the-droids-youre-searching-forIn my presentation at Social Media Camp Victoria (abstract available!), I drew heavily from various academic literatures and public sources. Given the nature of talks, it’s nearly impossible to cite as you’re talking without entirely disrupting the flow of the presentation. This post is an attempted end-run/compromise to that problem: you get references and (what was, I hope) a presentation that flowed nicely!

There is a full list of references below, as well as a downloadable version of my keynote presentation (sorry powerpoint users!). As you’ll see, some references are behind closed academic paywalls: this really, really, really sucks, and is an endemic problem plaguing academia. Believe me when I say that I’m as annoyed as you are that the academic publishing system locks up the research that the public is paying for (actually, I probably hate it even more than you do!), but unfortunately I can’t do much to make it more available without running afoul of copyright trolls myself. As for books that I’ve drawn from, there are links to chapter selections or book reviews where possible.

Keynote presentation [4.7MB; made in Keynote ’09]

References:

Breyer, P. (2005). ’Telecommunications Data Retention and Human Rights: The Compatibility of Blanket Traffic Data Retention with the ECHR‘. European Law Journal 11: 365-375.

Chew, M., Balfanz, D., Laurie, B. (2008). ‘(Under)mining Privacy in Social Networks’, Proceedings of W2SP Web 20 Security and Privacy: 1-5.

Danezis, G. and Clayton, R. (2008). ‘Introducing Traffic Analysis‘, in A. Acquisti, S. Gritzalis, C. Lambrinoudakis, and S. D. C. di Vimercati (eds.). Digital Privacy: Theory, Technologies, and Practices. New York: Auerback Publications. 95-116.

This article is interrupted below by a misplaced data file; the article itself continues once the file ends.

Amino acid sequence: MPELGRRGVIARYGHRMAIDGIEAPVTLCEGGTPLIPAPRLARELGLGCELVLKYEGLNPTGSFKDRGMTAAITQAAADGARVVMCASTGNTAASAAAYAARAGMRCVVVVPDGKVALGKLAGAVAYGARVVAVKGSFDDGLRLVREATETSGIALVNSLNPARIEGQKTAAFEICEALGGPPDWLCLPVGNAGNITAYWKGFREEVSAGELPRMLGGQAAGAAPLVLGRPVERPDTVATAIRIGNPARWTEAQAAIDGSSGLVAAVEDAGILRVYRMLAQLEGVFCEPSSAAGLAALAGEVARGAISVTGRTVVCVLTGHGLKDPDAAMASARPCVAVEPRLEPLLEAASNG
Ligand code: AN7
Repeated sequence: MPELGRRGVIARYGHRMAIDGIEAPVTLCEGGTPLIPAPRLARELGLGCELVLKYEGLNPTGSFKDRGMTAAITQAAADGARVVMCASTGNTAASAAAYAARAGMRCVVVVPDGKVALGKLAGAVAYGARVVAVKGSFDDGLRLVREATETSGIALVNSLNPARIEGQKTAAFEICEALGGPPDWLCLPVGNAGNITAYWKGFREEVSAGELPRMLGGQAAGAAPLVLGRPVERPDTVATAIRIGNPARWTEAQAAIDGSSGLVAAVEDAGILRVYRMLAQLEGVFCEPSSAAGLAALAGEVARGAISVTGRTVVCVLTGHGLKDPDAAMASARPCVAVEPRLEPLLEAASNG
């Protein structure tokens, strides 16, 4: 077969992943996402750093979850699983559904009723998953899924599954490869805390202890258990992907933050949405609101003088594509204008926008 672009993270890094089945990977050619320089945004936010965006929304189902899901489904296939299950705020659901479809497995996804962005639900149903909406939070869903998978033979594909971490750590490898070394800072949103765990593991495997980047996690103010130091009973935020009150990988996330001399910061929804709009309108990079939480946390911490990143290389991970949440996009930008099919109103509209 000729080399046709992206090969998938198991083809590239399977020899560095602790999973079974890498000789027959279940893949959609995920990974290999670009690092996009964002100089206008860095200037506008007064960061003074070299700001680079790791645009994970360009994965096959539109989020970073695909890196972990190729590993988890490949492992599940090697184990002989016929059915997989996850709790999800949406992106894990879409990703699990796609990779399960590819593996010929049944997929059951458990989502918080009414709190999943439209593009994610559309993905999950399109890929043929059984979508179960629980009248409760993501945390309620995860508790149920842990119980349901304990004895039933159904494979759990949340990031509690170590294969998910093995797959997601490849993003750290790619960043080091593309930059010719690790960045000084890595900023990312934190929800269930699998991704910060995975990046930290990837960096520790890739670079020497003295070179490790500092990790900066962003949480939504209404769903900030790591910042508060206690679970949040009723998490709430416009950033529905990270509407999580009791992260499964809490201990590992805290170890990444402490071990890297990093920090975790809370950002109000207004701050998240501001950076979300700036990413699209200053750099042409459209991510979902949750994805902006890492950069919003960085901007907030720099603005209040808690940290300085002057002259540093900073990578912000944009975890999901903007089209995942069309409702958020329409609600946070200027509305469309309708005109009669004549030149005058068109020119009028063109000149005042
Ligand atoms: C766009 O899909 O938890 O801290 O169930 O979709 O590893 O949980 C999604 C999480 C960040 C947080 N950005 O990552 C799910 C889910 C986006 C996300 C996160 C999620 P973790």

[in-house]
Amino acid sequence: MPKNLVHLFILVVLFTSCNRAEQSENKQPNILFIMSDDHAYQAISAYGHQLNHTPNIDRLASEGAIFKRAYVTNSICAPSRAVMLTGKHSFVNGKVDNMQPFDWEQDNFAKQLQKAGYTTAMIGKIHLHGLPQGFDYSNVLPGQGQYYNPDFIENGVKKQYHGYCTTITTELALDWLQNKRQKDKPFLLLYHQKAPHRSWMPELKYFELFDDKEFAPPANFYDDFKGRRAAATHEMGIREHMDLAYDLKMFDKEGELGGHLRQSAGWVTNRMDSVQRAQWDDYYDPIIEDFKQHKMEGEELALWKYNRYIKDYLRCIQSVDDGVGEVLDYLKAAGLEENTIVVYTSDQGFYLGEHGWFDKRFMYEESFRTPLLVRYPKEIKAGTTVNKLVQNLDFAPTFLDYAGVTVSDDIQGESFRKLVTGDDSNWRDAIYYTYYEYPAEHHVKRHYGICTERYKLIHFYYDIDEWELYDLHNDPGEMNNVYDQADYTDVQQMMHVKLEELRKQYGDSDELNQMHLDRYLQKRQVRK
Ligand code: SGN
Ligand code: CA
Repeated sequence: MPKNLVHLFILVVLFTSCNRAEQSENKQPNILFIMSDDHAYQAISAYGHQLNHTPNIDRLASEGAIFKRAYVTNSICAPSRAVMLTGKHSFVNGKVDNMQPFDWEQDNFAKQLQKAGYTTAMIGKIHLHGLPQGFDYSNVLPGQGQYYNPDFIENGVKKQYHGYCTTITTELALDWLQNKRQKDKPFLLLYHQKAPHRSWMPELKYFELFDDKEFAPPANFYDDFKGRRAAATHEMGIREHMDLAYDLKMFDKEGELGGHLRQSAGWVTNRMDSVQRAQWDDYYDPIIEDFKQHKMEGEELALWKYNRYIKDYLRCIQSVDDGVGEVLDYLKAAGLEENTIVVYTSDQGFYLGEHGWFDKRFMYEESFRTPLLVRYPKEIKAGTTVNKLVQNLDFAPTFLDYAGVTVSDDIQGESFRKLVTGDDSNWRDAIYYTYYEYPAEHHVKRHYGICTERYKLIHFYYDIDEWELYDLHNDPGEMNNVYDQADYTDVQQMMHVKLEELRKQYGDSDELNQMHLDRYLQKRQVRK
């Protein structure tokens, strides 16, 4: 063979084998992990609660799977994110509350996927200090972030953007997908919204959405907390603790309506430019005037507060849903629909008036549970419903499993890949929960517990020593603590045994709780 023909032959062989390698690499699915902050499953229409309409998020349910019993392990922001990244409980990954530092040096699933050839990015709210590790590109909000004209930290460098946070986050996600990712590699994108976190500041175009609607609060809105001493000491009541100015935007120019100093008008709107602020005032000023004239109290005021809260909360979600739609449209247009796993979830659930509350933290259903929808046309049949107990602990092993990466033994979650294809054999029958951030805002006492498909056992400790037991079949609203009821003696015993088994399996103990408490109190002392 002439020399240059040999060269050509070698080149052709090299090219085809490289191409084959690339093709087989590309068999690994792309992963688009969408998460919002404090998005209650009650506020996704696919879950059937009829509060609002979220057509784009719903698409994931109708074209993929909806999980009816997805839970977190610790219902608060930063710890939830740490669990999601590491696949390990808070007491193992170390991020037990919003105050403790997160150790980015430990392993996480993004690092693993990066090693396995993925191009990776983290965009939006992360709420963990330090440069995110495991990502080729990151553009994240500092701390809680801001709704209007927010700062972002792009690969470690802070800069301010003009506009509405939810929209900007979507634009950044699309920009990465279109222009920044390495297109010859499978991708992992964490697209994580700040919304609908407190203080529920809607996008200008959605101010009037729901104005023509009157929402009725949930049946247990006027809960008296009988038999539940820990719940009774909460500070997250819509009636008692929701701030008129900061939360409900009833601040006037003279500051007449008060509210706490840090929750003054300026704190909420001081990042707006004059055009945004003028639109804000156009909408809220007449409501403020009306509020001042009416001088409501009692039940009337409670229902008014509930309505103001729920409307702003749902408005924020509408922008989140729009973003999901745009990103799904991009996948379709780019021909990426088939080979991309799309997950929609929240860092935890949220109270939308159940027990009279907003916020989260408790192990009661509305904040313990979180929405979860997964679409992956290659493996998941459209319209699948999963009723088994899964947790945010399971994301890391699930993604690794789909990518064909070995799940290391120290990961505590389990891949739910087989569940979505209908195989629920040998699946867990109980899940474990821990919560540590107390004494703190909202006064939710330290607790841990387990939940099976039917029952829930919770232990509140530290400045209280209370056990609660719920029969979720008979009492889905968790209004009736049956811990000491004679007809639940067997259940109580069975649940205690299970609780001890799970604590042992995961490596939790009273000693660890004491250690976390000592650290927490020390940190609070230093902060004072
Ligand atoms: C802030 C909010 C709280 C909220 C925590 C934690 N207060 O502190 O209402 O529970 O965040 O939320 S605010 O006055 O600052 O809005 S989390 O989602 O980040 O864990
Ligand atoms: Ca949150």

Elmer, G. (2004). Profiling Machines: Mapping the Personal Information Economy. Cambridge, Mass.: The MIT Press.

Friedman, L. M. (2007). Guarding Life’s Dark Secrets: Legal and Social Controls over Reputation, Propriety, and Privacy. Stanford: Stanford University Press. [Excellent book review of text]

Gandy Jr., O. H. (2006). ‘Data Mining, Surveillance, and Discrimination in the Post-9/11 Environment‘, in K. D. Haggerty and R. V. Ericson (eds.). The New Politics of Surveillance and Visibility. Toronto: University of Toronto Press, 79-110. [Early draft presented to the Political Economy Section, IAMCR, July 2002]

Kerr, I. (2002). ‘Online Service Providers, Fidelity, and the Duty of Loyalty‘, in T. Mendina and B. Rockenback (eds). Ethics and Electronic Information. Jefferson, North Carolina: McFarland Press.

Mitrou, L. (2008). ’Communications Data Retention: A Pandora’s Box for Rights and Liberties‘, in A. Acquisti, S. Gritzalis, C. Lambrinoudakis, and S. D. C. di Vimercati (eds.). Digital Privacy: Theory, Technologies, and Practices. New York: Auerbach Publications, 409-434.

Rubinstein, I., Lee, R. D., Schwartz, P. M. (2008). ‘Data Mining and Internet Profiling: Emerging Regulatory and Technological Approaches‘. University of Chicago Law Review 75 261.

Saco, D. (1999). ‘Colonizing Cyberspace: National Security and the Internet’, in J. Weldes, M. Laffey, H. Gusterson, and R. Duvall (eds). Cultures of Insecurity: States, Communities, and the Production of Danger. Minneapolis: University of Minnesota Press, 261-292. [Selection from Google Books]

Simmons, J. L. (2009). “Buying You: The Government’s Use of Forth-Parties to Launder Data about ‘The People’,” in Columbia Business Law Review 2009/3: 950-1012.

Strandburg, K. J. (2008). ’Surveillance of Emergent Associations: Freedom of Associations in a Network Society‘, in A. Acquisti, S. Gritzalis, C. Lambrinoudakis, and S. D. C. di Vimercati (eds.). Digital Privacy: Theory, Technologies, and Practices. New York: Auerbach Publications. 435-458.

Winner, L. (1986). The Whale and the Reactor. Chicago: University of Chicago Press. [Book Review]

Zittrain, J. (2008). The Future of the Internet: And How to Stop It. New Haven: Yale University Press. [Book Homepage]